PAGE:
Harrington ran home a long birdie putt at the 13th to make it six in a row, but trouble was on the way. He missed the green en route to a bogey at the 14th and couldn't find the putting surface again for another bogey at the 15th.
'If I looked up and saw that I was three behind, I would have been down the last couple of holes,' said Harrington, who became the first Irishman to win on the PGA Tour. 'But knowing that I still had a chance of winning, it refocused me on the last couple of holes.'
He persisted, however, and tallied a birdie at the par-5 17th that was ultimately good enough to earn a spot in the playoff.
Singh birdied his first two holes, but gave a shot back at the par-3 third. He countered with a birdie at the fifth and an eagle at the par-5 sixth. At the par-3 eighth, Singh ran home a 25-footer to reach 11 under.
He added a birdie at the 10th and converted a 22-foot putt for a birdie at the par-5 12th. Singh held on down the stretch and two-putted for birdie at the 17th to join Harrington at minus-14.
Ogilvie, who finished second to Singh in New Orleans last year, picked up a pair of birdies on the front nine and a birdie at the 12th lifted him to 13 under.
The 30-year-old almost holed out his third shot at the par-5 17th, but he tapped in for birdie to move to 14 under. He had a chance to put the tournament away at the last, but was unable to convert.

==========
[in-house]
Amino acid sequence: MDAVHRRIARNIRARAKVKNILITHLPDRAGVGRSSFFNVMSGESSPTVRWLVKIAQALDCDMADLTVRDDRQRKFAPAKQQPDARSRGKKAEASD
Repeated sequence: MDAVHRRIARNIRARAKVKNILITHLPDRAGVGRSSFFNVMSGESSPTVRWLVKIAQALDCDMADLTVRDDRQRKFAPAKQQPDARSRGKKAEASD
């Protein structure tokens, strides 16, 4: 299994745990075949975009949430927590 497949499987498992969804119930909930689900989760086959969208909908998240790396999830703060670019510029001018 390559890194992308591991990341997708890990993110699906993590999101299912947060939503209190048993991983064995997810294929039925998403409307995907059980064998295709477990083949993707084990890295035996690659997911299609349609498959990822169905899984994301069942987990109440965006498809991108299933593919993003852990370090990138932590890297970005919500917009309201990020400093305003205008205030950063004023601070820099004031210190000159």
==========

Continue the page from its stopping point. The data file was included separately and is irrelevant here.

Pat Perez finished alone in fourth place at 13-under-par 275 after a round of 70. David Toms shot a 67 to come in at 12-under-par 276.
Brett Wetterich and Geoff Ogilvy shared the lead heading into the final round, but both players experience disaster on the back nine Sunday. Wetterich triple bogeyed the par-4 13th on his way to a 73, while Ogilvy double bogeyed the last for a 73 of his own.
They were joined by Brad Faxon in a tie for sixth at 11-under-par 277.
Lucas Glover equaled the course record early in the day with a 63 to share ninth place at Jim Furyk at 10-under-par 278.
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    Monty grabs lead entering final round in season-opener

    By Associated PressJanuary 20, 2018, 4:00 am

    KAILUA-KONA, Hawaii – Colin Montgomerie shot a second straight 7-under 65 to take a two-shot lead into the final round of the Mitsubishi Electric Championship, the season opener on the PGA Tour Champions.

    The 54-year-old Scot, a six-time winner on the over-50 tour, didn't miss a fairway on Friday and made five birdies on the back nine to reach 14 under at Hualalai.

    Montgomerie has made 17 birdies through 36 holes and said he will have to continue cashing in on his opportunities.

    ''We know that I've got to score something similar to what I've done – 66, 67, something like that, at least,'' Montgomerie said. ''You know the competition out here is so strong that if you do play away from the pins, you'll get run over. It's tough, but hey, it's great.''

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    First-round co-leaders Gene Sauers and Jerry Kelly each shot 68 and were 12 under.

    ''I hit the ball really well. You know, all the putts that dropped yesterday didn't drop today,'' Kelly said. ''I was just short and burning edges. It was good putting again. They just didn't go in.''

    David Toms was three shots back after a 66. Woody Austin, Mark Calcavecchia and Doug Garwood each shot 67 and were another shot behind.

    Bernhard Langer, defending the first of his seven 2017 titles, was six shots back after a 67.

    The limited-field tournament on Hawaii's Big Island includes last season's winners, past champions of the event, major champions and Hall of Famers.